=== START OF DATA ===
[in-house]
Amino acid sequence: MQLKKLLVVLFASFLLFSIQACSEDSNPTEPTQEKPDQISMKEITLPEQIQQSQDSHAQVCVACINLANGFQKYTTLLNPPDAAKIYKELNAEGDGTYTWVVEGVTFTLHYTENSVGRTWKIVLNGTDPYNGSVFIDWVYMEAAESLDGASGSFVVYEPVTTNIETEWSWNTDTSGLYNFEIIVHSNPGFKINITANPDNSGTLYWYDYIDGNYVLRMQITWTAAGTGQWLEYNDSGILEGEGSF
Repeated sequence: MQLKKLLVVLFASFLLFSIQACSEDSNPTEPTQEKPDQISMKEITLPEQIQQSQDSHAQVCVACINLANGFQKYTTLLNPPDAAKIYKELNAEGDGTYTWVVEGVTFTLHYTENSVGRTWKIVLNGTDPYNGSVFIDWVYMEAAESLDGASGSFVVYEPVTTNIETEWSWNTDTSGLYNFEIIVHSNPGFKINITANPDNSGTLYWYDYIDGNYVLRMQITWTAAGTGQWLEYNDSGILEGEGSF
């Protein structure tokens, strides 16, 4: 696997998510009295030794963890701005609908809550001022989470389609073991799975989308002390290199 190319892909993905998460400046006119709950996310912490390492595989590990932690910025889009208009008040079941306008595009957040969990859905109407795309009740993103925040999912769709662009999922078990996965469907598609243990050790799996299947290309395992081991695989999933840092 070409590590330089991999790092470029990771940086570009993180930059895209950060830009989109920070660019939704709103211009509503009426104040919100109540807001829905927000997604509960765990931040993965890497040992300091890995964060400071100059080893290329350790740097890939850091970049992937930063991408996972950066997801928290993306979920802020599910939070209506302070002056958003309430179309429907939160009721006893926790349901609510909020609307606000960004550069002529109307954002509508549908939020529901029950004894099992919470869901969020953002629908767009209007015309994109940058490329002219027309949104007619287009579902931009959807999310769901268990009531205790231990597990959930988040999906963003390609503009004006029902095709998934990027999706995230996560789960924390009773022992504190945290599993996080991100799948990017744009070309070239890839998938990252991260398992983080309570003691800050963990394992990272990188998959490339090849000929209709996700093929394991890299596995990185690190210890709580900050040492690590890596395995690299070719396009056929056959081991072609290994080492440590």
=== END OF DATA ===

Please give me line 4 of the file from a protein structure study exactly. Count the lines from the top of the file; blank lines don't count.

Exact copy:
């Protein structure tokens, strides 16, 4: 696997998510009295030794963890701005609908809550001022989470389609073991799975989308002390290199 190319892909993905998460400046006119709950996310912490390492595989590990932690910025889009208009008040079941306008595009957040969990859905109407795309009740993103925040999912769709662009999922078990996965469907598609243990050790799996299947290309395992081991695989999933840092 070409590590330089991999790092470029990771940086570009993180930059895209950060830009989109920070660019939704709103211009509503009426104040919100109540807001829905927000997604509960765990931040993965890497040992300091890995964060400071100059080893290329350790740097890939850091970049992937930063991408996972950066997801928290993306979920802020599910939070209506302070002056958003309430179309429907939160009721006893926790349901609510909020609307606000960004550069002529109307954002509508549908939020529901029950004894099992919470869901969020953002629908767009209007015309994109940058490329002219027309949104007619287009579902931009959807999310769901268990009531205790231990597990959930988040999906963003390609503009004006029902095709998934990027999706995230996560789960924390009773022992504190945290599993996080991100799948990017744009070309070239890839998938990252991260398992983080309570003691800050963990394992990272990188998959490339090849000929209709996700093929394991890299596995990185690190210890709580900050040492690590890596395995690299070719396009056929056959081991072609290994080492440590």